The air temperature was collected under different shade nets (with 20%, 30%, and 50% shading rates) using a sheltered probe (SK-L200TH; Sato Keiryoki, Tokyo, Japan) attached to a data logger (SK-L200THα; Sato Keiryoki) programmed to read the air temperature every 30 min. The air temperature data were recorded at roughly 30 cm above the citrus trees within each shade net treatment from 26 Sept. to 31 Oct. 2008. Leaf temperatures were monitored using an infrared (IR) temperature sensor (MI 200; Apogee Instruments, Logan, UT). Leaf temperatures were recorded hourly (from 0800 to 1800 hr) on two mature leaves from different external shoots from each treatment (i.e., 8 to 10 leaves per tree per treatment). The IR digital thermometer was held at a distance ≈20 cm from the top of the leaf to prevent it from shading the target area. All leaf temperature data were averaged for a single measurement under different shade treatments from 26 Sept. to 31 Oct. 2008. The photosynthetic photon flux (PPF) was monitored during the experiment on selected clear days from 0800 to 1800 hr. PPF was recorded using an quantum sensors (LI-189; LI-COR, Lincoln, NE) attached to a portable photosynthesis system (LI-6200, LI-COR) placed adjacent to two mature leaves from different external shoots under each treatment (i.e., 8 to 10 leaves per tree per treatment).

Sunscald was determined when yellow or brown blotches appeared on the citrus peel (Fig. 2). We investigated all fruit on every experimental tree every week for sunscald symptoms from 1 Aug. to 31 Oct. 2008, and expressed as a percentage of sunscald as follows: (number of fruit with sunscald)/(total fruit) × 100%. Fifty ‘Murcott’ tangor fruit per tree per treatment were randomly harvested by hand and sent to the laboratory later the same day. The fresh weight and volume of the fruit were measured at the laboratory, in a room kept at 25 °C. Later, the 30 most uniform-sized fruit (e.g., ≈21 cm circumference) picked from each treatment were divided into three groups for physiological analysis (i.e., 10 fruit per group). One group was used to measure juice percentage, TSS, TA, and TSS/TA ratio, a second group was used for peel color analysis, and a third group was used to determine the respiration rate.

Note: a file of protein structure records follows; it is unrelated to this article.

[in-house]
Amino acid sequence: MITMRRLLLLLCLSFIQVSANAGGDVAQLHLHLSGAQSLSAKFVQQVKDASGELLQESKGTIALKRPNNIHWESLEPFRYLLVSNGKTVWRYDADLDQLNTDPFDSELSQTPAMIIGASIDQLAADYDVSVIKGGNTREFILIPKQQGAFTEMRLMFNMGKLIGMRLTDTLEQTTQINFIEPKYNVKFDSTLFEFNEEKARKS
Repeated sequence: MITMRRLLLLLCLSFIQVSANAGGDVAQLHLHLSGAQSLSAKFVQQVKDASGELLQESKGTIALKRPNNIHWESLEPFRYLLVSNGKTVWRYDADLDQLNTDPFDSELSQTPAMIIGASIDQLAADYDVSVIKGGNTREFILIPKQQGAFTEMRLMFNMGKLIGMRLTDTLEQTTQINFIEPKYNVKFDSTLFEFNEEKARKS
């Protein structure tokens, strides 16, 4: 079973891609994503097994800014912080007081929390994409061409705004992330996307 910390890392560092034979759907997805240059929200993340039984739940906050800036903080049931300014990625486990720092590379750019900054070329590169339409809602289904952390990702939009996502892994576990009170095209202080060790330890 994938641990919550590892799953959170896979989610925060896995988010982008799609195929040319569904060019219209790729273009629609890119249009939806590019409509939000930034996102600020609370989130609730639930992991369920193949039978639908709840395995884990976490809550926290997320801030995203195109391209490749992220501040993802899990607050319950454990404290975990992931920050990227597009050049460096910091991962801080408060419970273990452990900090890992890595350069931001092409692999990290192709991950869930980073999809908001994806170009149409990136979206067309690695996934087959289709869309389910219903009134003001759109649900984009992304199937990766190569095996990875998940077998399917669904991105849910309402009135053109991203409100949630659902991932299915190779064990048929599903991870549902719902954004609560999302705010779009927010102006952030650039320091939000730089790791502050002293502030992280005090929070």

Fig. 2.
Fig. 2.

Sunscald symptom of ‘Murcott’ tangor fruit: (A) slight sunscald in the initial stage. (B) serious sunscald in the later stage.

Citation: HortTechnology hortte 23, 5; 10.21273/HORTTECH.23.5.659

Peel color analysis.

Fruit samples were measured for L, a, and b color values. Color was measured on both faces of all 10 fruit, which presented as fruit that appeared to have been sun exposed and shaded using a tristimulus colorimeter (CR 200; Minolta, Osaka, Japan), with a 5-mm aperture. In this system, L represents color brightness, which is low for dark colors and high for bright ones; a is negative for green and positive for red; and b is negative for blue and positive for yellow. Hue angle expressed as a θ value, which is calculated as follows, θ value = 1/tangent (b/a). The readings were then averaged to represent peel color.

Juice percentage, total soluble solid, and titratable acid.